We were able to detect prominent expression of the RNF170 protein in cross-sections of upper cervical and lumbar spinal cord of a deceased patient with ADSA that was specific to an antibody against RNF170 (Supplementary Figure 1A and B). Control human spinal cord sections also displayed immunoreactivity to anti-RNF170, though with a more diffuse signal (Supplementary Fig. 1C and D). Nonetheless, this shows that the RNF170 protein is expressed in disease-relevant tissue. To determine if RNF170-protein levels are perturbed in ADSA, lymphoblast cell lines were generated from patients with RNF170 mutations and their unaffected relatives. Importantly, there was no substantial difference in RNF170 protein expression between patients and controls (Supplementary Fig. 2). Thus the p.R199C mutation does not affect the level of protein concentration at least in this tissue, suggesting that the mutation does not result in haploinsufficiency, but instead may cause a toxic gain-of-function; this result was confirmed when we examined a zebrafish model of the disease (detailed below). Protein aggregates are often a hallmark of neurodegenerative disease and ubiquitin staining structures have been seen in brain tissue of the patients with ADSA. These aggregates can accumulate in detergent-insoluble fractions of cell-free extracts (Schlehe et al., 2008). We treated the lymphoblast cells with MG132, a potent proteasome inhibitor, and separated the results into soluble and insoluble fractions. However, this did not lead to an accumulation of aggregate protein in the insoluble fraction in the conditions we tested (Supplementary Fig. 2A–D).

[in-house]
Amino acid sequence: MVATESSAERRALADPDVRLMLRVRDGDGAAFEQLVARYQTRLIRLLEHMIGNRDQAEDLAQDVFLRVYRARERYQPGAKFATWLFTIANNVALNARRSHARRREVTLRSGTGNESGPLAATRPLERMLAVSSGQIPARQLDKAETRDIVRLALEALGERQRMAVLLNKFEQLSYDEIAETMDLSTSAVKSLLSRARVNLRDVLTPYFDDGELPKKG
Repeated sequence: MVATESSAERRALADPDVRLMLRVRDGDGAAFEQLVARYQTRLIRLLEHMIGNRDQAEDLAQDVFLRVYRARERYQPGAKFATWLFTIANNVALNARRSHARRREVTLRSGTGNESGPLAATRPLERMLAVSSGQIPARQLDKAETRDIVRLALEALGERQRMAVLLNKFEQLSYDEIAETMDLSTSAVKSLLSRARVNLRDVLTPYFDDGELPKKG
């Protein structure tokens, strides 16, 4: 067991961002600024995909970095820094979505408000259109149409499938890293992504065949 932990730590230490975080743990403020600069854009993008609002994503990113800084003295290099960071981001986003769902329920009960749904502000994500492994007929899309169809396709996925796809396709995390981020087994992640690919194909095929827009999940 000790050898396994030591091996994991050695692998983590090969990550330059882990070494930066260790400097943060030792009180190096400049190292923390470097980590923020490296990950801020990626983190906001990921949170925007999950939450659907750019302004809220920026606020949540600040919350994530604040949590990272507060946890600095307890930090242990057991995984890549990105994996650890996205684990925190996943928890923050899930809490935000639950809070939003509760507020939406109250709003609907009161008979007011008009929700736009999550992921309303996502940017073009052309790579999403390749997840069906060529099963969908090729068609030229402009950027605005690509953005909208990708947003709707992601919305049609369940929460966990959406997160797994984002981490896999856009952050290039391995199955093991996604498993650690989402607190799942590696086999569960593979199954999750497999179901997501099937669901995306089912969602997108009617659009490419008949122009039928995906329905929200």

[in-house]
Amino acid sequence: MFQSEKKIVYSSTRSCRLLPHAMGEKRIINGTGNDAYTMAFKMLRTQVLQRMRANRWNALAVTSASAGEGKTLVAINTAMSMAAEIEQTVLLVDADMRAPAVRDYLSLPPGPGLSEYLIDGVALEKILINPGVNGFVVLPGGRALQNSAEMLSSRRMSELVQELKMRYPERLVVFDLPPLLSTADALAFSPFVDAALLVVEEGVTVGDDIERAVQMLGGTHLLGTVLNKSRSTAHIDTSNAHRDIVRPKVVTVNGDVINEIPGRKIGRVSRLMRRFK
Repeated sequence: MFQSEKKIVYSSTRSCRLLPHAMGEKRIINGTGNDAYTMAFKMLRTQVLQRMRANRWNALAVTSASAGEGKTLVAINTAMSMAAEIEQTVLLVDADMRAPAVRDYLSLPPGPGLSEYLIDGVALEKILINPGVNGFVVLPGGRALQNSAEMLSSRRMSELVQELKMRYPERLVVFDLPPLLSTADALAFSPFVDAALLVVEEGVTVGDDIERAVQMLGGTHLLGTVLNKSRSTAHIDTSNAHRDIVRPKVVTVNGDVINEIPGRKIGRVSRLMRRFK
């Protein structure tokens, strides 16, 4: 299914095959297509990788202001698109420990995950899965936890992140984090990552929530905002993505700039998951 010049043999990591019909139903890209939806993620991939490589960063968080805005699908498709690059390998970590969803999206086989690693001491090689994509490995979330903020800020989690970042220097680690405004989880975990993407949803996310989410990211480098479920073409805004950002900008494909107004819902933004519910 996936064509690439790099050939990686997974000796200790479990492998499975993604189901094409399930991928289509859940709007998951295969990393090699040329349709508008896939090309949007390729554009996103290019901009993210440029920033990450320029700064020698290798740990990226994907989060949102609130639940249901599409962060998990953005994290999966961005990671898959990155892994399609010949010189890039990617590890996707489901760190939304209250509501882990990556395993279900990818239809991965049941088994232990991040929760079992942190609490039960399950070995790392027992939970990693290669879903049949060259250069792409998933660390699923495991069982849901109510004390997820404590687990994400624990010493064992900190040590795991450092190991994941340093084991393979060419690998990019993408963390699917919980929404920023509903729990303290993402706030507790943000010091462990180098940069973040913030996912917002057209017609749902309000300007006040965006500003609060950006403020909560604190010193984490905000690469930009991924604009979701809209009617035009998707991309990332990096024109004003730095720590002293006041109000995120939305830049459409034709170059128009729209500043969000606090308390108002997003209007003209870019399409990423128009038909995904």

Zebrafish studies

In order to test for a biological role for this gene, we sought to knock down the expression of the protein in a vertebrate model of development. We found that the zebrafish genome contains a single putative orthologue of RFN170 with a sequence conservation of 64% at the amino acid level when compared to the human protein (Supplementary Fig. 3). We designed a morpholino anti-sense oligomer targeting the zebrafish orthologue of RNF170. Injection of this morpholino caused a dose dependent increase in abnormalities and cell death prior to one day of life, and eventually death of the embryos. These results suggest a vital role for this protein in early development. Next, we used the zebrafish to develop a model for the mutation observed in the human patients with ADSA. We injected synthetic messenger RNA derived from the endogenous drRNF170 gene into zebrafish embryos, containing either the wild-type fish-coding sequence or else a mutation engineered to replicate the variant seen in the human RNF170 gene in the patients with ADSA, at the equivalent position in the orthologous fish gene (Supplementary Material). Injection of the mutant messenger RNA caused moderate to severe developmental disruptions (including death) in the majority of injected embryos (79%, n = 75; Fig. 3), whereas injection of wild-type messenger RNA at the same concentrations causes developmental disruptions in a minority of embryos (18%, n = 68; P < 0.0001 versus wild-type messenger RNA by χ2-squared test). Co-injection of the two messenger RNAs together, where each is used at half concentration, led to an intermediate proportion of disturbed embryos (45%, n = 103). These results indicate that the mutation has a toxic effect even in the presence of the endogenous gene function, and that this effect is dependent of the relative dose of the mutant version. Together with the genetic and bioinformatic studies, the zebrafish experiments support the interpretation that the RNF170 p.R199C mutation acts in a dominant fashion and is causal for the ataxia observed in human patients.

Figure 3